Similarly, most companies use psychometric assessment measures to help identify development needs or to support training programs and improve teamwork.
This data can be used in the same way as selection assessment data but can also be aggregated to help understand broader training needs or organisational strengths and weaknesses. There might also be clues in this data about employee engagement, culture issues, and the leadership styles that are more or less effective in your company.

Training Program Data

This is the area of HR is where we hear the most doubt and uncertainty from HR Managers. They know training is necessary for the personal and professional development of their people, but what training will benefit whom and how much time and money should be invested for what return?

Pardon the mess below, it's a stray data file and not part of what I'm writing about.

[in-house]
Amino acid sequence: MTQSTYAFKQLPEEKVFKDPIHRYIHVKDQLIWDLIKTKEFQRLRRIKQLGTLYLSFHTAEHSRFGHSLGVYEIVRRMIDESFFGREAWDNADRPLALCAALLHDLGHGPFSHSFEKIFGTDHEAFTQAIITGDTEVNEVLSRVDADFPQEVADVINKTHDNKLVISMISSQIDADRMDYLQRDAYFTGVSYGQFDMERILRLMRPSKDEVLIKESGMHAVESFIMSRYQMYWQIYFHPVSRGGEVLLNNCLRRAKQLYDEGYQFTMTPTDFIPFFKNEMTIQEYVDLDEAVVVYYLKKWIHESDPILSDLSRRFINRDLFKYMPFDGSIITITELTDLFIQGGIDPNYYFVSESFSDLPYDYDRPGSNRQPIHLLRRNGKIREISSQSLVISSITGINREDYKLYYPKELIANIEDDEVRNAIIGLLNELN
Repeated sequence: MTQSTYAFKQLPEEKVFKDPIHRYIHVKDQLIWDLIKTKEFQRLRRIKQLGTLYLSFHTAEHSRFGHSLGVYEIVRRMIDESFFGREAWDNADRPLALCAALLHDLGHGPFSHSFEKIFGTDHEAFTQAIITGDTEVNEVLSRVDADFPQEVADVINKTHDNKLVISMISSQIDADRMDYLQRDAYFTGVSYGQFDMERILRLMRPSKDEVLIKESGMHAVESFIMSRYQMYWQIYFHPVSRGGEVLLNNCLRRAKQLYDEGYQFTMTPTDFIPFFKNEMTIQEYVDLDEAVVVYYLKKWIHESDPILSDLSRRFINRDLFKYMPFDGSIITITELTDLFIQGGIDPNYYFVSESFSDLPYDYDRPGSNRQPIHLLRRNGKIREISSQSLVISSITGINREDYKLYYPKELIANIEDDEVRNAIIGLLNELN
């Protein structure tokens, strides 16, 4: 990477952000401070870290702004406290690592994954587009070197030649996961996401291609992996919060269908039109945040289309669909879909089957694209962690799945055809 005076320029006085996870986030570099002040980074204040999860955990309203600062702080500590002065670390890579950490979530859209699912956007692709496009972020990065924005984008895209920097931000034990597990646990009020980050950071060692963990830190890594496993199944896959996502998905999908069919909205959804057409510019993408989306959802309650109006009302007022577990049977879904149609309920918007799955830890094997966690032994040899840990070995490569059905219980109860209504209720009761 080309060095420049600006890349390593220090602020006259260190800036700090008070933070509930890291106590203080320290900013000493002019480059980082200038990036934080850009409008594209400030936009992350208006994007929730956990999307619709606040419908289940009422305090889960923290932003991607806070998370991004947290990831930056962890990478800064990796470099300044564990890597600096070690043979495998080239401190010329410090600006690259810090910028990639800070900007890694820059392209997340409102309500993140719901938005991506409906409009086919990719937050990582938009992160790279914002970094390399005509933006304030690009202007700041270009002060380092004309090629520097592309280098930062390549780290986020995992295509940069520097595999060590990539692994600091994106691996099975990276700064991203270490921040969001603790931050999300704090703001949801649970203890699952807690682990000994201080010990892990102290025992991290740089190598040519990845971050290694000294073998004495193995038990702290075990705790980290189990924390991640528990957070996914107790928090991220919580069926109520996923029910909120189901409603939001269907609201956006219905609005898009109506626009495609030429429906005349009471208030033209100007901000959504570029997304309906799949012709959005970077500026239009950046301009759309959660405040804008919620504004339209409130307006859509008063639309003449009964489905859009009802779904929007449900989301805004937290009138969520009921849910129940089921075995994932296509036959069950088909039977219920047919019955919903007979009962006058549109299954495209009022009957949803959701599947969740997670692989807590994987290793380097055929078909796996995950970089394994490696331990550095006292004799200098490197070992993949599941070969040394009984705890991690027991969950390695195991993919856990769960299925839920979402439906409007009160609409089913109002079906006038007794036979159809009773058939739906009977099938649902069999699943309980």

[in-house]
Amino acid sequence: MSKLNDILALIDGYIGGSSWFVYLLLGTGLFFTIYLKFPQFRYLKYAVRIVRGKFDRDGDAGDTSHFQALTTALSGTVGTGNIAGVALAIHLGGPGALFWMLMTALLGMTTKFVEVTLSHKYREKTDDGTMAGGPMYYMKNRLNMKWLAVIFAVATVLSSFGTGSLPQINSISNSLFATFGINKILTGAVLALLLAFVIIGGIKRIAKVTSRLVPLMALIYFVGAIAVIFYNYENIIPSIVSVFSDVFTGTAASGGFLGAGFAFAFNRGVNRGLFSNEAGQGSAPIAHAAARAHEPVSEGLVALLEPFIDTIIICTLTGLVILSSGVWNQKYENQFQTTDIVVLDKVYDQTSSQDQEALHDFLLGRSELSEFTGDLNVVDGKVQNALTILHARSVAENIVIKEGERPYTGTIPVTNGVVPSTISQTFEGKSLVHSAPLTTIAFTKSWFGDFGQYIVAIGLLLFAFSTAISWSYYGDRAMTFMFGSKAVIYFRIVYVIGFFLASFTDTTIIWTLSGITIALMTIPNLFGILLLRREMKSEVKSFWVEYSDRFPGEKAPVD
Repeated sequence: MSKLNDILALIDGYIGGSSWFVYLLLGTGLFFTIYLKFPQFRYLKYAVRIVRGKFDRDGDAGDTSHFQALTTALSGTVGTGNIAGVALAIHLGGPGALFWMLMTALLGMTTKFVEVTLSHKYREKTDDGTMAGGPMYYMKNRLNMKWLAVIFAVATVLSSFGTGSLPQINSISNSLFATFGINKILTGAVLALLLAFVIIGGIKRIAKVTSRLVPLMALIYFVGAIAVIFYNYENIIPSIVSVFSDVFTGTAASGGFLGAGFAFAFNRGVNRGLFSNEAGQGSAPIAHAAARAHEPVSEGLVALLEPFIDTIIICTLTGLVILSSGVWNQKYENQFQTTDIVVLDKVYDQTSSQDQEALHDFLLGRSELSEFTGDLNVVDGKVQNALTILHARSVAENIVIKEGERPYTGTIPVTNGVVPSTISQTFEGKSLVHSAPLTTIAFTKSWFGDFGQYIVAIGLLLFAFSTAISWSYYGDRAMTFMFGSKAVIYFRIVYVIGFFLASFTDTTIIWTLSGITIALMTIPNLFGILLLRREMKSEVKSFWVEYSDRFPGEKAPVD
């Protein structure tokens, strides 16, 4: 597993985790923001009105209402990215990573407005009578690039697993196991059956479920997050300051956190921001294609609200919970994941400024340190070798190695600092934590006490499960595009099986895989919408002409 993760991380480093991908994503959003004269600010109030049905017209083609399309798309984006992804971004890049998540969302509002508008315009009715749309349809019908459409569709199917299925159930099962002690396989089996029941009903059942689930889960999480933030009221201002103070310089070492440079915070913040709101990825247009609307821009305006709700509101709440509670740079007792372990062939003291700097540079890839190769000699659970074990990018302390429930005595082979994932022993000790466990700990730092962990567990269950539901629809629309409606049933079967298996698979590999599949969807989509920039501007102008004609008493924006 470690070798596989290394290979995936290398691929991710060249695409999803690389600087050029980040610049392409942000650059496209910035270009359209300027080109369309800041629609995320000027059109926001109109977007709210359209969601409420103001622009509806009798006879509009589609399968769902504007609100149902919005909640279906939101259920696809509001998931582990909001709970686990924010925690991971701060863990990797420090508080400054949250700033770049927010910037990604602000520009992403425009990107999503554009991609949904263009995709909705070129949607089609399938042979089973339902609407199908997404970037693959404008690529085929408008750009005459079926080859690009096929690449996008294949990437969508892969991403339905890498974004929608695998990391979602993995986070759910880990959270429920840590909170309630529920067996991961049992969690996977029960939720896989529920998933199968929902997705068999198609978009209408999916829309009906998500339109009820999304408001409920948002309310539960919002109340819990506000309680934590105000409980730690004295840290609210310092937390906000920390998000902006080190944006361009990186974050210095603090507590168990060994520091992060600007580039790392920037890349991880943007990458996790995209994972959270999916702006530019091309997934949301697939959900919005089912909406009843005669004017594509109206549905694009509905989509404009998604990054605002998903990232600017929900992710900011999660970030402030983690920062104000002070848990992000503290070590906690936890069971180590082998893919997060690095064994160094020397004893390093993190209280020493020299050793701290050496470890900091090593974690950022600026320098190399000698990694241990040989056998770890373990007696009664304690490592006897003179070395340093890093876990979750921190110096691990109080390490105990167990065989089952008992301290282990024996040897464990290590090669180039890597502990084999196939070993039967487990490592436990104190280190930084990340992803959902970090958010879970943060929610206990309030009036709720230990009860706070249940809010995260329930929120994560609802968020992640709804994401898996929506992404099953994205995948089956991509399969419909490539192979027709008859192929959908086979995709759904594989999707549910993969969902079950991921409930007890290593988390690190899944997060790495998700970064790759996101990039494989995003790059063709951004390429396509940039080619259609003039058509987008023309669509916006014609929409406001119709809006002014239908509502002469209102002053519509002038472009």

In fact, HR departments usually store or can readily access detailed information to answer the ‘return on investment’ question and many more. Training program attendance, content, costs, and feedback are typically all accessible. This information, when combined with other data and measures, can provide insights into the design and cost/benefit analysis for specific training programs as well as insights for the organisation more broadly.
Most Learning and Development Managers know about Kirkpatrick’s model to evaluate the effectiveness of training but find it too resource-intensive to move beyond collecting participant reactions (Level 1). HR analytics using existing data or a pre- and post- training assessment often make it possible for many companies to move up at least one or two Kirkpatrick levels in their training evaluation. See our article about just this topic.

Performance KPI Data